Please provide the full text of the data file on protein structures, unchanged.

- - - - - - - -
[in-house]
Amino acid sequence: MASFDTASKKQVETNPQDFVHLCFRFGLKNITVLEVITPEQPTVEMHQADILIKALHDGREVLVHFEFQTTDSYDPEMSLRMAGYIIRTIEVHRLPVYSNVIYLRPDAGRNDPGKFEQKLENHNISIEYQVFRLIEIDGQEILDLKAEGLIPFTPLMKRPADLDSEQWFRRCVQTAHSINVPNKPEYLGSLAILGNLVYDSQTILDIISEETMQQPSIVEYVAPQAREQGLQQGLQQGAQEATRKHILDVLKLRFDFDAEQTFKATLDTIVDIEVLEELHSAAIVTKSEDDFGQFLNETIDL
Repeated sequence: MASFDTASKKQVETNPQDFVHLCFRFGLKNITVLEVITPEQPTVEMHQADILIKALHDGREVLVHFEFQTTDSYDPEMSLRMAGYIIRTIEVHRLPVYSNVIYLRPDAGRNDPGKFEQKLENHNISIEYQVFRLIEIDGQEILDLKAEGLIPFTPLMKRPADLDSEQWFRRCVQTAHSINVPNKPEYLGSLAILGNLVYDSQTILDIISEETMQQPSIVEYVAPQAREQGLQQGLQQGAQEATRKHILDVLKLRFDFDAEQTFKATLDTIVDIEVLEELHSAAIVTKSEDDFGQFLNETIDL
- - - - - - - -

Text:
[in-house]
Amino acid sequence: MASFDTASKKQVETNPQDFVHLCFRFGLKNITVLEVITPEQPTVEMHQADILIKALHDGREVLVHFEFQTTDSYDPEMSLRMAGYIIRTIEVHRLPVYSNVIYLRPDAGRNDPGKFEQKLENHNISIEYQVFRLIEIDGQEILDLKAEGLIPFTPLMKRPADLDSEQWFRRCVQTAHSINVPNKPEYLGSLAILGNLVYDSQTILDIISEETMQQPSIVEYVAPQAREQGLQQGLQQGAQEATRKHILDVLKLRFDFDAEQTFKATLDTIVDIEVLEELHSAAIVTKSEDDFGQFLNETIDL
Repeated sequence: MASFDTASKKQVETNPQDFVHLCFRFGLKNITVLEVITPEQPTVEMHQADILIKALHDGREVLVHFEFQTTDSYDPEMSLRMAGYIIRTIEVHRLPVYSNVIYLRPDAGRNDPGKFEQKLENHNISIEYQVFRLIEIDGQEILDLKAEGLIPFTPLMKRPADLDSEQWFRRCVQTAHSINVPNKPEYLGSLAILGNLVYDSQTILDIISEETMQQPSIVEYVAPQAREQGLQQGLQQGAQEATRKHILDVLKLRFDFDAEQTFKATLDTIVDIEVLEELHSAAIVTKSEDDFGQFLNETIDL